A DAY after the airlift of 14,000 Ethiopian Jews from Addis Ababa, an official of Israel's El Al airlift speculated on the fate of European Jewry if a strong Israel had existed on the eve of the Second World War. ``If we had the capacity then to airlift 15,000 to 20,000 people in one day as we do now, we could have brought out in one year the 6 million Jews who would die in the Holocaust,'' said Rafi Bar-Lev, El Al's director-general, as he addressed employees who participated in the Ethiopian operation. ``If Israel had existed at the time of the Holocaust, there would have been no Holocaust.'' Operation Solomon, as the Ethiopian airlift was dubbed, has awakened in Israel a deep sense of pride and national pu rpose that is normally buried under life's daily burdens. That purpose - a haven for Jews - is fueled by memory of the helplessness of the Jews in the Holocaust and is perhaps the one issue on which Israel's normally contentious body politic can readily agree.
``The State of Israel is capable of defending and rescuing any Jewish community,'' said Defense Minister Moshe Arens after the operation. ``If there is a need for rescue we will do so without reservation.'' A columnist normally critical of the government, Yoel Marcus of Ha'aretz, wrote that the operation underlined Israel's mission as ``a non-profit insurance company for the Jewish people.''
In the past five decades, Israel has acquired far more experience than any other nation in such rescue operations. In the three years between the end of the Second World War and the establishment of Israel in 1948, emissaries of the state-in-the-making smuggled some 200,000 Jews from Eastern European countries to camps in Western Europe or to ships running the British blockade to Palestine. After the state's founding, Israel surreptitiously brought out a similar number of Jews from Iraq, Yemen, North Af rica, and other parts of the Arab world. Perhaps the best known, albeit small, rescue operation was at Entebbe in Uganda in 1976 when Israeli commandos saved hijacked air passengers, most of them Israelis or foreign Jews.
This accumulation of experience was demonstrated in the Ethiopian operation, which saw effective integration of political and operational skills enabling Israelis to extricate in one day virtually the entire Ethiopian Jewish community.
Ethiopian leaders had attempted to squeeze weapons and huge sums of money out of Israel before releasing the Jews en masse. Israeli troubleshooter Uri Lubrani, in a series of meetings with then-President Mengistu Haile Mariam, narrowed the differences. Last week, Israel's payment to Ethiopia of $35 million, and a letter from President Bush to Megitsu's successor, written at Israel's request, succeeded in winning the Ethiopian government's acquiescence at 12:00 p.m. on May 23, to the departure of the Jew s.
Israel moved to exploit this opening before there were second thoughts in Addis Ababa and before the arrival of the advancing rebels could throw the Ethiopian capital into chaos. On the night of May 23, representatives of the local Jewish community, each responsible for 30 families, assembled at the Israeli embassy. They were told that early the following morning they must inform their people that they were leaving for Israel.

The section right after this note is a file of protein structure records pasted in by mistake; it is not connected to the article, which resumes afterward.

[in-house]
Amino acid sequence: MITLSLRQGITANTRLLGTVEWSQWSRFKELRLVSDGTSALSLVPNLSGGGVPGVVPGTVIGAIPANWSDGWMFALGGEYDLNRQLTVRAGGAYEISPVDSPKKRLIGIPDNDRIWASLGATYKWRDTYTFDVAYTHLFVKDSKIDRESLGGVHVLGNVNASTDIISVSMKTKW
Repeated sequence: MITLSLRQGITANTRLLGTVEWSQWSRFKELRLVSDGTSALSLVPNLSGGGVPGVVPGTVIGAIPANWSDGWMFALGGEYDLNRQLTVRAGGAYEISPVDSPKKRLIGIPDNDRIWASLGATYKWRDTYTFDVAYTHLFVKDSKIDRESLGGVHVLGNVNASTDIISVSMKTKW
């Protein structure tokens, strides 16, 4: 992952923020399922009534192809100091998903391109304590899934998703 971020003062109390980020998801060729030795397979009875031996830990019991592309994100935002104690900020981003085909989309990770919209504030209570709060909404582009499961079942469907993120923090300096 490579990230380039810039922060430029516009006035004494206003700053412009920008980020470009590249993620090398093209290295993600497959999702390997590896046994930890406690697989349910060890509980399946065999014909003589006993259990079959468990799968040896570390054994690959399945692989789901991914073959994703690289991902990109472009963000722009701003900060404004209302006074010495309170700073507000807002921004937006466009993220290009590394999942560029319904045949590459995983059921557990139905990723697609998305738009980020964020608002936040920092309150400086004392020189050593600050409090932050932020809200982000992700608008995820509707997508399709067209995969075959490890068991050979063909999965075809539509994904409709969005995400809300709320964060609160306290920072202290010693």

MEANWHILE, the Israeli air force had begun to implement a plan drawn up in the previous weeks. At 10:00 a.m. the next day, the first Israeli plane landed at Addis Ababa's airport. It contained an advance party led by Israel's deputy chief of staff, Gen. Amnon Shahack. According to foreign reports, the Israeli contingent also included troops in civilian clothing to guard against surprises.
Since the operation was officially being carried out with the blessing, however grudging, of the Ethiopian government, the Israeli team had to overcome problems on the ground not by force, but by diplomacy and a judicious distribution of bribes.
Although the airport control tower was manned by Ethiopians, effective control of the airlift was maintained by Shahack's team. At one point, there were 28 planes in the air between Israel and Ethiopia including air force Hercules transports, El Al planes, and leased aircraft. An apparent world record was set by an El Al jumbo cargo plane that carried more than 1,000 passengers sitting on the floor.
Back in Addis Ababa there were hectic scenes around the embassy as thousands of non-Jewish Ethiopians, fearing that chaos would follow a rebel takeover, attempted to board buses carrying the evacuees to the airport. ``It was like the exodus from Egypt,'' says Zimnaa Berhane, an Israeli of Ethiopian extraction who returned to Addis Ababa to help in the evacuation. ``All the things around me were real, but I kept thinking it was a dream.''
For Israeli political and military leaders, there was nothing dreamlike about the operation, which they saw as a projection both of Israel's role as defender of the faith and of its operational abilities. The airlift, said Chief of Staff Ehud Barak, did not include warplanes and was not intended to flaunt Israel's military capacity, but ``our enemies can draw their own conclusion.''